On Sunday, I joined with my wife, Miriam, and my dear friend and partner in Birthright Israel, Michael Steinhardt, to welcome to Cooper Union the two people in the world most closely identified with standing up to genocide: Professor Elie Wiesel and President Paul Kagame of Rwanda.
Seventy years ago in Europe, my people, the Read More
The Eight-Day Week
Rabbi Shmuley Boteach has tirelessly promoted Jewish values in a wild variety of different capacities, from his radio show on Oprah‘s station to his two-dozen books (including the best-seller Kosher Sex), to his TV show, Shalom in the Home, on TLC, to an ill-fated but groundbreaking run for Congress last year, to the jamboree weekly Read More
The moment that Elie Wiesel stepped onstage and gave his acceptance speech for the Nobel Prize in 1986 was the moment he became the public figure people most associate with survivors of the Holocaust. He turned into the living embodiment of survival—not just a hero for Jews, but for all of humanity, a man who not only lived through one of the darkest periods in history but was also able to relive it all through his writing.
But it’s important to remember, when talking about Mr. Wiesel as a writer, that he won the Nobel Peace Prize, not the medal for literature. While being an ambassador for peace is as noble as the Nobel gets, Mr. Wiesel did not receive the award for his prose—he won it because, according to the press release from the Nobel committee, he was one of the “most important spiritual leaders and guides in an age when violence, repression and racism continue to characterize the world.” The release goes on several times to make mention of Mr. Wiesel’s “message,” but never once talks about his body of written works, which at present comprises 57 novels—including Night, the high school required reading that chronicles his experiences in the concentration camps and his liberation from them—two plays and a great deal that has yet to be translated from his native Yiddish. The main reason being that Elie Wiesel is a symbol, a public figure and a writer, in that order. At 83, it is his symbolic status that is most at stake in his latest novel, Hostage (Knopf, 224 pp., $25.95).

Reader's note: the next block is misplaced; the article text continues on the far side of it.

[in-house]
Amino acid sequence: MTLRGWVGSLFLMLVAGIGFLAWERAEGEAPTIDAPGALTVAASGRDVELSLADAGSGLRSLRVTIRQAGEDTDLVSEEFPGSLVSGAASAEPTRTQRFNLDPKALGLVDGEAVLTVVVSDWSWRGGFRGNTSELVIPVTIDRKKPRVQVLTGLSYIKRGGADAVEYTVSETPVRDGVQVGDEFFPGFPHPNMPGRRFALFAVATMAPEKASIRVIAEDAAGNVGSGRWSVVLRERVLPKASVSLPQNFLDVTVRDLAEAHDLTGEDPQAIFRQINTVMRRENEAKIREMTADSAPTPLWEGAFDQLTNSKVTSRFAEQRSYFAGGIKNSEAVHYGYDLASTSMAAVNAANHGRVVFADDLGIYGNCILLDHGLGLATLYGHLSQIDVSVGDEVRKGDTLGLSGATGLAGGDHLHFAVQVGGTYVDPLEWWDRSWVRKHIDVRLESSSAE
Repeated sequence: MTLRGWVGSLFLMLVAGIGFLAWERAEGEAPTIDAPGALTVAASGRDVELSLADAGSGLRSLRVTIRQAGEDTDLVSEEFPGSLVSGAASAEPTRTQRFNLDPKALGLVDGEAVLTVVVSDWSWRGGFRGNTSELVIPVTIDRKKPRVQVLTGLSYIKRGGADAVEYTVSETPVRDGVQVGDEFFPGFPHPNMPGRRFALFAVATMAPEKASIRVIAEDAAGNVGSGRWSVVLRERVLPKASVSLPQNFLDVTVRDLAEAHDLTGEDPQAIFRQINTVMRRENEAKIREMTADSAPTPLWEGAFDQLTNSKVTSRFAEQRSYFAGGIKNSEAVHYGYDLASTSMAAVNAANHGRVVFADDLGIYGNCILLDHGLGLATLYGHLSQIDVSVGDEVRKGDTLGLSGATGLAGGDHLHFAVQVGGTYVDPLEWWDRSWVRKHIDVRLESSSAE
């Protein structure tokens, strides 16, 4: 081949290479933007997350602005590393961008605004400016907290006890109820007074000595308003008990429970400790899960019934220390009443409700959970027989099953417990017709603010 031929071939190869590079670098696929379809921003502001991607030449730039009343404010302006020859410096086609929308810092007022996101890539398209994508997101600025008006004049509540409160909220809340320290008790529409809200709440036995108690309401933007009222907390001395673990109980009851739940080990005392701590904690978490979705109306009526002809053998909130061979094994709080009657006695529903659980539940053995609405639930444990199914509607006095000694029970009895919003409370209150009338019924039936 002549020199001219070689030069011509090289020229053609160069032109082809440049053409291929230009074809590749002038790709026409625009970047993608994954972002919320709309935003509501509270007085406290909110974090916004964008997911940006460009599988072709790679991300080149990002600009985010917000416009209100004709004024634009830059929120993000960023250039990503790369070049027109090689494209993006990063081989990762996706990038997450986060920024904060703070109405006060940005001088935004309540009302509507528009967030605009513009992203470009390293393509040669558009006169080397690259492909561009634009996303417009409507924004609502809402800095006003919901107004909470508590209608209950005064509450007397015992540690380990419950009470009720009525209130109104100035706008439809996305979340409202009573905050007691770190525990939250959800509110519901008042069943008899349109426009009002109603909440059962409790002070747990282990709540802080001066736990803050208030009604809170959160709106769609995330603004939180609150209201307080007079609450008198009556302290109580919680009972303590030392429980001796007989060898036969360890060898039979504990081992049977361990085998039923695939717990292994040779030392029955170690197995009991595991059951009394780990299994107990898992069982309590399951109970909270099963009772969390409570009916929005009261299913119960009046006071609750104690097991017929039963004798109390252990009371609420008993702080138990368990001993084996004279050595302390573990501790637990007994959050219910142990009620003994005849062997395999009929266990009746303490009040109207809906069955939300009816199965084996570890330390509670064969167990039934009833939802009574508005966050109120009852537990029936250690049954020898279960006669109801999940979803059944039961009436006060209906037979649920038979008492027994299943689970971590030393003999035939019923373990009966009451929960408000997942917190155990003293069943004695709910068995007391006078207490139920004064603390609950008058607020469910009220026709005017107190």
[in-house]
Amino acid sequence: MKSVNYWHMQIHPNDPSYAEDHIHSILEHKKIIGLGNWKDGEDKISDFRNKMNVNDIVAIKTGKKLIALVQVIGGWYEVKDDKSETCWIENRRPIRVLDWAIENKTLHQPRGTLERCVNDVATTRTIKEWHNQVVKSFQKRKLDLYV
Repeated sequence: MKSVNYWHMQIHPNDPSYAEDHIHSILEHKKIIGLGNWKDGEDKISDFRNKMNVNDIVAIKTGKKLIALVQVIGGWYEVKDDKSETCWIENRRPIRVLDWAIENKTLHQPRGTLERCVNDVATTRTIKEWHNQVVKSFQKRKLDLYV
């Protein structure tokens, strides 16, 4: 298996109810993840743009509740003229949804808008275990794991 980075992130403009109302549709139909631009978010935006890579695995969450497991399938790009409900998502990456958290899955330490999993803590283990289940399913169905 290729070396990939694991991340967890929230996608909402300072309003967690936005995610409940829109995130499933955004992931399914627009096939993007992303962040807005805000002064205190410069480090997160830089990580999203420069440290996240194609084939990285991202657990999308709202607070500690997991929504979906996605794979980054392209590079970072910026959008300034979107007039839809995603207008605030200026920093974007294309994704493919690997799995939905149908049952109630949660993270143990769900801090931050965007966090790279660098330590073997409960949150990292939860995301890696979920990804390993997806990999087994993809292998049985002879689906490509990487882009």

It’s Nobel week! And that means speeches from winners past and present. Holocaust survivor and laureate Elie Wiesel was at the 92nd Street Y last night when a very similar community center with vaguely religious affiliations, Park51, came up. According to the Daily News, this is what the author had to say: Read More
A story in this morning’s Times about a play that explores the relationship between Bernie Madoff and Nobel laureate Elie Wiesel comes with a bizarre second-act twist: Wiesel sounds like kind of a jerk.
The 81-year-old author, Holocaust survivor and Madoff victim was so opposed to the play, Imagining Madoff, that he Read More
Watching President Obama in Cairo the other day, I was struck by his vision, ambition, and his desire to bring about change. Having voted for him in the New York primary last year and in the general election in November, I confess to having enormous sympathy for him. I root for him like he is Read More
As you probably already know, Bernard Madoff is heading to jail.
The New York Times‘ Diana B. Henriques and Jack Healy report that Mr. Madoff pleaded guilty to Judge Denny Chin this morning at United States District Court in Manhattan. Taking “breaking news” to new heights, The Wall Street Journal and its News Read More
As if the city’s charities didn’t have enough to contend with this holdiay season, it looks as though newly infamous investor Bernard Madoff is going to make things that much worse. Mr. Madoff, who is all over the news for squadering billions of dollars in high-profile money in a massive Ponzi Read More
Volatile publisher Judith Regan on Michael Wolff and his portrayal of her in his recent The Man Who Owns the News: "He’s grossly irresponsible. I’m going to sue him personally, so he’ll have to spend his own money. He projects his own perverted view of the world on everyone else. He is consumed with Read More
Public Editor Clark Hoyt wrote his column this weekend about the Times Bestseller List. What does it do and how does it work, he wanted to know; also, why was Elie Wiesel’s Night retired from the list last month despite the fact that it was still selling well enough to chart at Read More